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Initial Validation of the Social Communication Checklist

Thursday, 2 May 2013: 14:00-18:00
Banquet Hall (Kursaal Centre)
A. Wainer and B. Ingersoll, Michigan State University, East Lansing, MI

There is a significant need to develop valid and reliable social communication assessment tools for young children with autism spectrum disorders (ASD). The Social Communication Checklist (SCC) is a new measure designed to provide an assessment of social communication skills, including social engagement, language, social imitation, and play, in young children with ASD. The SCC was developed to aid in intervention planning and goal setting, and to provide a measure of social communication intervention outcome.


The objective of the current study was to validate the SCC by exploring the psychometric properties of the measure.  In particular, this study sought to explore the internal consistently, test-rest reliability, inter-rater reliability, and construct validity of the SCC.


Parents, teachers, and therapists of young children with ASD and related social communicated delays completed the SCC, at least one time point, as part of several different intervention studies. Internal consistency, inter-rater reliability, and construct validity, were assessed using data that was collected as part of a study intake assessment battery. Test-retest reliability was calculated using data from the intake battery, as well as from a post-intervention assessment battery administered several months later.


The SCC demonstrated good to excellent internal consistency across both parent and teacher/therapist reports. Bivariate correlations revealed moderate to strong associations between parent and teacher/therapist reports across SCC scales and well as for SCC total scores. Bivariate correlations also indicated strong to moderate test-retest reliability for parent and teacher/therapist reports. Follow up t-tests revealed significant differences between time 1 and time 2 parent and teacher/therapist reports suggesting that this instrument is also sensitive to changes in social communication skills over a short period of time (i.e., 3-4 months). Finally, the SCC scales and total score demonstrated strong negative associations with the Social Responsiveness Scale (SRS), suggesting that greater social communication skills as measured by the SCC are related to less autistic symptomatology.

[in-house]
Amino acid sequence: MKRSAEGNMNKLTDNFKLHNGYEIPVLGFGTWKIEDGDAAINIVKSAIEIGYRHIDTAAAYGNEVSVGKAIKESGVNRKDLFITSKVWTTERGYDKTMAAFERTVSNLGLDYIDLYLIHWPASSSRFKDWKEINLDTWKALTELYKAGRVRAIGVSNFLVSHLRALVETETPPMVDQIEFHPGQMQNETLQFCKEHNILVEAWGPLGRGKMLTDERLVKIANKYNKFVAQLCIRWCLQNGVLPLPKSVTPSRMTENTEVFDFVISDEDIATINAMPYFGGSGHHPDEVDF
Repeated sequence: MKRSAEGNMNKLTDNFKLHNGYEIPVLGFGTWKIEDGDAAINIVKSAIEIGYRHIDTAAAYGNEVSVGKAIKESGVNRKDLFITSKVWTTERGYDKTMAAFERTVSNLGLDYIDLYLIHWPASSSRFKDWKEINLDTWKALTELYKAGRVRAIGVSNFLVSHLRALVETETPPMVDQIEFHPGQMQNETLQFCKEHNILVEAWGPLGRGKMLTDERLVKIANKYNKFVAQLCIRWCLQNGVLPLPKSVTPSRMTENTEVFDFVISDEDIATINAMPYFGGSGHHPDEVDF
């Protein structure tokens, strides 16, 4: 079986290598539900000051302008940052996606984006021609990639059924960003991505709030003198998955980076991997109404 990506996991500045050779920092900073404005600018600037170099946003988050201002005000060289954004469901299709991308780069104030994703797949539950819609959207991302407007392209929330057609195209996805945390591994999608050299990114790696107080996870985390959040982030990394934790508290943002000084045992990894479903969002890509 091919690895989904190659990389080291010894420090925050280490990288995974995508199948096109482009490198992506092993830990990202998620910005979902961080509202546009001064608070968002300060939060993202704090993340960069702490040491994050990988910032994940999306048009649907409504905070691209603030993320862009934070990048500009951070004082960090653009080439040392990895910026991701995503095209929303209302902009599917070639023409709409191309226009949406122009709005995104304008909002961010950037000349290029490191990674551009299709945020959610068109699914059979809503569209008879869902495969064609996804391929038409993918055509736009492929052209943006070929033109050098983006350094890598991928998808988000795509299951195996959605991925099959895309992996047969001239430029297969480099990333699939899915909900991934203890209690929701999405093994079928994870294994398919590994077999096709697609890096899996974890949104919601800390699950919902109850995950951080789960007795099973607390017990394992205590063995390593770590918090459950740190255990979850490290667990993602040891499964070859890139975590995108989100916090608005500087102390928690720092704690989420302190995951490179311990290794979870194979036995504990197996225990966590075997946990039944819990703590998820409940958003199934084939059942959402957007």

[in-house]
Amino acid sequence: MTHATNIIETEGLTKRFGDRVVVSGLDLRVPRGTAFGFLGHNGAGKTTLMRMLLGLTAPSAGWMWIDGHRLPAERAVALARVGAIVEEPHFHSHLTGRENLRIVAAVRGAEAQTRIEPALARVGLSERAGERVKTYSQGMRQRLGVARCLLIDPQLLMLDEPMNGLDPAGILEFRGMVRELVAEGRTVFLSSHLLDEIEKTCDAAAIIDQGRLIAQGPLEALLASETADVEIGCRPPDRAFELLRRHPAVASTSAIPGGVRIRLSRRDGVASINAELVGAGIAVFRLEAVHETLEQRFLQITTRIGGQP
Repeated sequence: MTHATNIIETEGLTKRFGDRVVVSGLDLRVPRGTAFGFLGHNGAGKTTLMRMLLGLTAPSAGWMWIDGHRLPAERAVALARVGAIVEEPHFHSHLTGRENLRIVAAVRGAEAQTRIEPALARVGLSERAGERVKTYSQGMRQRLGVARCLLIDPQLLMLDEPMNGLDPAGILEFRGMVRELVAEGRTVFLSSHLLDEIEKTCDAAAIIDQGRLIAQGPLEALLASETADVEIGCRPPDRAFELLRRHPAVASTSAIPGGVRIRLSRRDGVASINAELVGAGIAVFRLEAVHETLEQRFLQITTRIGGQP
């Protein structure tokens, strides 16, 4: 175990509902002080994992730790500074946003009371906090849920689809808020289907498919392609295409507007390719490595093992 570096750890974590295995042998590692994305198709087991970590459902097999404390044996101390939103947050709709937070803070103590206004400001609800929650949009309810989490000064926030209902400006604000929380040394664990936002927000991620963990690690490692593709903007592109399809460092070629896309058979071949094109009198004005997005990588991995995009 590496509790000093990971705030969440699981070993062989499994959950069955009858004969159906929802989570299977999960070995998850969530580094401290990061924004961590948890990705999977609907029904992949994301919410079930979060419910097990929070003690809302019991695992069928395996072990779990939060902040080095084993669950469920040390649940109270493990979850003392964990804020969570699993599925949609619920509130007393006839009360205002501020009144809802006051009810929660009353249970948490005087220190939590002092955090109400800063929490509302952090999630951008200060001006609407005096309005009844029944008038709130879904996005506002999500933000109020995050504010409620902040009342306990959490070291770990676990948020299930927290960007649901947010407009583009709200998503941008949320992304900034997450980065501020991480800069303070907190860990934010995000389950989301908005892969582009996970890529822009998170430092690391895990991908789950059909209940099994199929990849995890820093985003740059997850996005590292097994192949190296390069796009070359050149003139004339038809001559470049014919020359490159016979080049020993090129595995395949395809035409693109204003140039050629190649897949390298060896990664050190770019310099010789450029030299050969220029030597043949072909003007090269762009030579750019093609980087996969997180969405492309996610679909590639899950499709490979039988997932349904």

This initial exploration of the psychometric properties of the SCC suggests that it performs well as an assessment of social communication skills in young children with ASD.  Moreover, it appears to be sensitive to changes in core social communication skills over a relatively brief period of time. Thus, results from this study provide initial evidence for the validity of the measure and suggest that it may be a useful social communication assessment tool to use with young children with ASD.

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